Remove from the heat and gradually pour in the milk, whisking constantly until the mixture is smooth.
Return to medium heat and slowly bring to the boil. Cook for about 5 minutes, stirring regularly to prevent the sauce catching on the bottom of the pan, until nicely thickened. Remove from the heat and add the roasted beetroot, nutmeg, salt and pepper. Using a stick blender (or similar), blitz until completely smooth.
For the filling, heat the remaining 2 tablespoons olive oil in a frying pan over medium heat. Add the garlic and sauté for 2 minutes, until starting to brown. Add the spinach and cook for a couple of minutes, until it is just starting to wilt. Transfer to a large bowl and toss together with the roast pumpkin, remaining sage, feta and pepper.
To construct the lasagne, lightly grease a deep ovenproof dish or baking tin (about 33cm x 23cm) with butter. Spread a very thin layer of beetroot béchamel over the base of the dish. Arrange a single layer of lasagne sheets over the béchamel, then spread with half the filling. Add another layer of lasagne sheets and spread with half the béchamel and a handful of grated tasty cheese. Repeat so that you have 4 layers of lasagne sheets, with a top layer of béchamel sprinkled with tasty cheese.
Bake for 40–45 minutes, until golden brown and the lasagne sheets are cooked through. Remove from the oven and leave to cool for 5 minutes.
Serve warm, with your favourite side salad.
If there is a quintessentially me cake, this is it. This cake has fed hungry hospital nurses, been cut by a married couple, and even featured as the base for one of my showstoppers on The Great Kiwi Bake Off. I love how visually striking the grey tones of the crumb are against the whipped cloud-like mascarpone. The combination of black sesame, rose, cardamom and black pepper is an unusual one, and it’s sure to become a favourite.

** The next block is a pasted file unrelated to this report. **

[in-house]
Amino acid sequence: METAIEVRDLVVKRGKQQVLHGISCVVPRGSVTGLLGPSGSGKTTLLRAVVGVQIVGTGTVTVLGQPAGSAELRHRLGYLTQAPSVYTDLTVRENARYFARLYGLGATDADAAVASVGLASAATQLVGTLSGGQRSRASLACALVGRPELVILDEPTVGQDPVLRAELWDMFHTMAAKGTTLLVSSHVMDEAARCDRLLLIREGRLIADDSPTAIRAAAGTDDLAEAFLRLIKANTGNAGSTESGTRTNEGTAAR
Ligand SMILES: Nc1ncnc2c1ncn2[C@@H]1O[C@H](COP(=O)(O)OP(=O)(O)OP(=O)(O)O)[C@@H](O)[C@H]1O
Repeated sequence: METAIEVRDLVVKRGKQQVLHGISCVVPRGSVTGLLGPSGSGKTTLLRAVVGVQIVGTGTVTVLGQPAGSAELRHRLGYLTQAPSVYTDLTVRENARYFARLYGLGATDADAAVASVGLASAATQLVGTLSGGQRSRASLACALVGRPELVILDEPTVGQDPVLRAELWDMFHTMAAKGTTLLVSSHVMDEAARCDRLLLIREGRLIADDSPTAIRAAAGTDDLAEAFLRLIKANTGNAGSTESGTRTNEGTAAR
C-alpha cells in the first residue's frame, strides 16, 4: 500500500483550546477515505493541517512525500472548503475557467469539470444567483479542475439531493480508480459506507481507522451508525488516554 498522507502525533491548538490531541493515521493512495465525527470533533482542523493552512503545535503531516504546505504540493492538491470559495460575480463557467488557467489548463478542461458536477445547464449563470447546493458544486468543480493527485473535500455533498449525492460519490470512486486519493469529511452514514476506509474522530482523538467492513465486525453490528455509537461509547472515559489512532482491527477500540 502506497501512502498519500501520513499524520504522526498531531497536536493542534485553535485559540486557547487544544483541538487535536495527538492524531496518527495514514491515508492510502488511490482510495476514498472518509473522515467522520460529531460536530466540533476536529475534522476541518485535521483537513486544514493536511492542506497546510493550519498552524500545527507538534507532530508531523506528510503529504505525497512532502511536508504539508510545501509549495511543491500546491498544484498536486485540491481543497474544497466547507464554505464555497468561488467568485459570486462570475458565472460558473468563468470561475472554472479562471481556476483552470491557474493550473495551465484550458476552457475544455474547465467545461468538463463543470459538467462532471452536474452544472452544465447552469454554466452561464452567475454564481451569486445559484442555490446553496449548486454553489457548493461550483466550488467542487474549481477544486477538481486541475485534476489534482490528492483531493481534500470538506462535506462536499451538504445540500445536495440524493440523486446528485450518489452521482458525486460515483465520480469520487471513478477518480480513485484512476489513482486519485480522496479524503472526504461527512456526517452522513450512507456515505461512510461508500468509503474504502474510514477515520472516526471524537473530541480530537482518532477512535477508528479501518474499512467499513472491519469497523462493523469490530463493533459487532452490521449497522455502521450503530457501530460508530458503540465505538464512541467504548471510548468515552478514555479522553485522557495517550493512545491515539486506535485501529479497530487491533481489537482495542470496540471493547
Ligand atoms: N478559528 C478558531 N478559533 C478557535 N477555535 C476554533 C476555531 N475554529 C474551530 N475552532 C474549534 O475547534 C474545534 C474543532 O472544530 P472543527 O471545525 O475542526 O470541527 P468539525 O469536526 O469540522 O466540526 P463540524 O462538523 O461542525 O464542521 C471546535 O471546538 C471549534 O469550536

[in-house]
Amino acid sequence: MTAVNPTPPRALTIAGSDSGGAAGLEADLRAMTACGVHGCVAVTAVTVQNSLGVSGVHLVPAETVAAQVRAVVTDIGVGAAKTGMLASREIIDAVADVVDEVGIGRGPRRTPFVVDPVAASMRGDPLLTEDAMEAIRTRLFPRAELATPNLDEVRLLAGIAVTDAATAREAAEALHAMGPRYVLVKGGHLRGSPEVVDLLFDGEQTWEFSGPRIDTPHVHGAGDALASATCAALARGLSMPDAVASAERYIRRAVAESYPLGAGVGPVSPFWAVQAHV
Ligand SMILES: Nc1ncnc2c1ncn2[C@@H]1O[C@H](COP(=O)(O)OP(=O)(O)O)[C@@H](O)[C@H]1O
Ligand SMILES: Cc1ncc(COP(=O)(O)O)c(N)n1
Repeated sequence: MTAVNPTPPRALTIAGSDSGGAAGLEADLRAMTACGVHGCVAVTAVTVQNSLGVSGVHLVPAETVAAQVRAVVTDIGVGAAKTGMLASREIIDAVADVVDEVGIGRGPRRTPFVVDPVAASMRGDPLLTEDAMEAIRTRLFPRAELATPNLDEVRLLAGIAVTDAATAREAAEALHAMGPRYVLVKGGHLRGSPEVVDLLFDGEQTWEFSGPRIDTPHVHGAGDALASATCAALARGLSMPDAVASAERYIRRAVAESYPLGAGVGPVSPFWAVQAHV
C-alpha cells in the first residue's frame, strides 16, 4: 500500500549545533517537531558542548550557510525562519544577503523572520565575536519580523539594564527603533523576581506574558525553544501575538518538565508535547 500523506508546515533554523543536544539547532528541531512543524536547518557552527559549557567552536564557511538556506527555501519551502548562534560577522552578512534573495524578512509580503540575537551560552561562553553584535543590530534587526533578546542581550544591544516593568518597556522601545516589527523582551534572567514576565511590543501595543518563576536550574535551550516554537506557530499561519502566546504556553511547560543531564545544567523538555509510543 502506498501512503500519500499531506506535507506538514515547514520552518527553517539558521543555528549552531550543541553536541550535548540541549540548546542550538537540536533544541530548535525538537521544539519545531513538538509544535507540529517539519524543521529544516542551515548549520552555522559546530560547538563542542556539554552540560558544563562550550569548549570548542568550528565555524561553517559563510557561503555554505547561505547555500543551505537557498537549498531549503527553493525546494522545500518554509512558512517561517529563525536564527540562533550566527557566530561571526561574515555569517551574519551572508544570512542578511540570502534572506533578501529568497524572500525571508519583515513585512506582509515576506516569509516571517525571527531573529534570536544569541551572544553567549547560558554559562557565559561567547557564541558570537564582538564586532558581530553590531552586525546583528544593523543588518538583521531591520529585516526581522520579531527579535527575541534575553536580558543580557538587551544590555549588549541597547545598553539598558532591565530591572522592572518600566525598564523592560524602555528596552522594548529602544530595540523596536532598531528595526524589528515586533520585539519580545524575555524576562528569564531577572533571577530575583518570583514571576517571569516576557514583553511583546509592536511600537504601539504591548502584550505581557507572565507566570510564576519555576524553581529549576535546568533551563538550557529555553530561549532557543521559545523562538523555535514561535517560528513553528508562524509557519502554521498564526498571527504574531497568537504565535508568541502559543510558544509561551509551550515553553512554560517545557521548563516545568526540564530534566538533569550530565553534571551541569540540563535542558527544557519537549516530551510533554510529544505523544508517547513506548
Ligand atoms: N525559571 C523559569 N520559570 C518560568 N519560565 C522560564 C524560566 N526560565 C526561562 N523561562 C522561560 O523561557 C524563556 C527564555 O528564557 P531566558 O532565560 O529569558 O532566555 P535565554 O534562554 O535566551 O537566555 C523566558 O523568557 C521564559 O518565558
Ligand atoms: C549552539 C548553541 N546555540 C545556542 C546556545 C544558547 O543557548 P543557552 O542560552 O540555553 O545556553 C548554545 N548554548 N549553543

Hands-on time 20 mins
Total time 1 hour 30 mins
100g butter, softened to room temperature
200g caster sugar
125ml canola oil
2 tablespoons rose water
2 teaspoons vanilla extract
75g black tahini
125ml coconut cream
150g plain flour
110g ground almonds
2 teaspoons baking powder
1 teaspoon ground cardamom
¼ teaspoon sea salt
¼ teaspoon ground black pepper
1 tablespoon white sesame seeds
1 tablespoon black sesame seeds
1½ tablespoons honey, plus extra to drizzle
2 teaspoons rose water
Preheat the oven to 160°C fan-forced (or 180°C conventional). Grease a 20cm round cake tin and line with baking paper.
To make the cake, beat the butter and sugar in a large bowl, using an electric hand or stand mixer with the paddle attachment, for 3 minutes or until pale and fluffy. Add the eggs and beat for 1 minute, until well combined. Pour in the oil, rose water and vanilla. Beat for 1 minute, until smooth. Add the black tahini and coconut cream and beat for an additional minute, until smooth. In a separate bowl, whisk together the flour, ground almonds, baking powder, cardamom, salt and pepper. Fold the dry ingredients into the wet until smooth and just combined. There should be no remaining specks of flour left in the cake batter. Pour into the cake tin and bake for 45–50 minutes, or until a skewer inserted into the centre of the cake comes out clean. Leave to cool in the tin for 15 minutes before turning onto a wire rack to cool completely.
To decorate, toast the sesame seeds in a small frying pan over medium heat for a few minutes, until starting to brown and pop. Transfer to a small bowl to cool. In a separate bowl, whisk together the mascarpone, honey and rose water until smooth. Pipe or spread the honey mascarpone evenly over the top of the cooled cake, then sprinkle with the toasted seeds and drizzle with extra honey.
Serve on the day of baking, or refrigerate in an airtight container for up to 4 days. Bring to room temperature before serving.
Recipes extracted from Good Vibes by Alby Hailes, photography by Aaron McClean, HarperCollins NZ, RRP$55.